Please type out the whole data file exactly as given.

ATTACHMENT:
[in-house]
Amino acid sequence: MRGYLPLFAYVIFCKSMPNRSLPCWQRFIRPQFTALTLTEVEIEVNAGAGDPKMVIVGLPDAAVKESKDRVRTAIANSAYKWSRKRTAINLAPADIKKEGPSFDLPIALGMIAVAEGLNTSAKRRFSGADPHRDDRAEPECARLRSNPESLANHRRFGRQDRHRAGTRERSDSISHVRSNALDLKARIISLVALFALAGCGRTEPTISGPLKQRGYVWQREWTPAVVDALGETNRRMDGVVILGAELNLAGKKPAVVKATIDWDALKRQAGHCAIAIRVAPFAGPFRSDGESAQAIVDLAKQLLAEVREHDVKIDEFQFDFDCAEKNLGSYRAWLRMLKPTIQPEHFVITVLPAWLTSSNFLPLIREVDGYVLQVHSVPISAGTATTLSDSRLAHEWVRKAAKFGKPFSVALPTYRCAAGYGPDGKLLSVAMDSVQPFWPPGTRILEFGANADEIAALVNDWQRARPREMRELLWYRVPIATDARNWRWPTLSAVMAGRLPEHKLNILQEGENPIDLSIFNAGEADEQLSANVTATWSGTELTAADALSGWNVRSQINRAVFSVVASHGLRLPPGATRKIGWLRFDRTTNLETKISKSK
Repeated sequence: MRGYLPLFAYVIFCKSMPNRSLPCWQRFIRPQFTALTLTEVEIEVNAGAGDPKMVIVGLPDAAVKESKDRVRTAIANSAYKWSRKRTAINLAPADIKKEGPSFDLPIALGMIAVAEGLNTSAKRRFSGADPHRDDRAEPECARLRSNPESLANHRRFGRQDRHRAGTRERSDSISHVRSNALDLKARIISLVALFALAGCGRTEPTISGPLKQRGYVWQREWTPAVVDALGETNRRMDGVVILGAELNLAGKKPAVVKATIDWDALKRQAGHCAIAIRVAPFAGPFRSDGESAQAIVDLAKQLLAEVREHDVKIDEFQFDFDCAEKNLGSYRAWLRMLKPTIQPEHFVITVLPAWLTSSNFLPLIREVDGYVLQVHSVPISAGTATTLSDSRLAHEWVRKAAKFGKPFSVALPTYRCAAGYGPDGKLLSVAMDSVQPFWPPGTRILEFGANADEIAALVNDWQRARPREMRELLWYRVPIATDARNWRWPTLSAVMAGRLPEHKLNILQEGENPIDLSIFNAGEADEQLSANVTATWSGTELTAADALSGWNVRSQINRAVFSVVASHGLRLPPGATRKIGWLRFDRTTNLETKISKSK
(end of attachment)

[in-house]
Amino acid sequence: MRGYLPLFAYVIFCKSMPNRSLPCWQRFIRPQFTALTLTEVEIEVNAGAGDPKMVIVGLPDAAVKESKDRVRTAIANSAYKWSRKRTAINLAPADIKKEGPSFDLPIALGMIAVAEGLNTSAKRRFSGADPHRDDRAEPECARLRSNPESLANHRRFGRQDRHRAGTRERSDSISHVRSNALDLKARIISLVALFALAGCGRTEPTISGPLKQRGYVWQREWTPAVVDALGETNRRMDGVVILGAELNLAGKKPAVVKATIDWDALKRQAGHCAIAIRVAPFAGPFRSDGESAQAIVDLAKQLLAEVREHDVKIDEFQFDFDCAEKNLGSYRAWLRMLKPTIQPEHFVITVLPAWLTSSNFLPLIREVDGYVLQVHSVPISAGTATTLSDSRLAHEWVRKAAKFGKPFSVALPTYRCAAGYGPDGKLLSVAMDSVQPFWPPGTRILEFGANADEIAALVNDWQRARPREMRELLWYRVPIATDARNWRWPTLSAVMAGRLPEHKLNILQEGENPIDLSIFNAGEADEQLSANVTATWSGTELTAADALSGWNVRSQINRAVFSVVASHGLRLPPGATRKIGWLRFDRTTNLETKISKSK
Repeated sequence: MRGYLPLFAYVIFCKSMPNRSLPCWQRFIRPQFTALTLTEVEIEVNAGAGDPKMVIVGLPDAAVKESKDRVRTAIANSAYKWSRKRTAINLAPADIKKEGPSFDLPIALGMIAVAEGLNTSAKRRFSGADPHRDDRAEPECARLRSNPESLANHRRFGRQDRHRAGTRERSDSISHVRSNALDLKARIISLVALFALAGCGRTEPTISGPLKQRGYVWQREWTPAVVDALGETNRRMDGVVILGAELNLAGKKPAVVKATIDWDALKRQAGHCAIAIRVAPFAGPFRSDGESAQAIVDLAKQLLAEVREHDVKIDEFQFDFDCAEKNLGSYRAWLRMLKPTIQPEHFVITVLPAWLTSSNFLPLIREVDGYVLQVHSVPISAGTATTLSDSRLAHEWVRKAAKFGKPFSVALPTYRCAAGYGPDGKLLSVAMDSVQPFWPPGTRILEFGANADEIAALVNDWQRARPREMRELLWYRVPIATDARNWRWPTLSAVMAGRLPEHKLNILQEGENPIDLSIFNAGEADEQLSANVTATWSGTELTAADALSGWNVRSQINRAVFSVVASHGLRLPPGATRKIGWLRFDRTTNLETKISKSK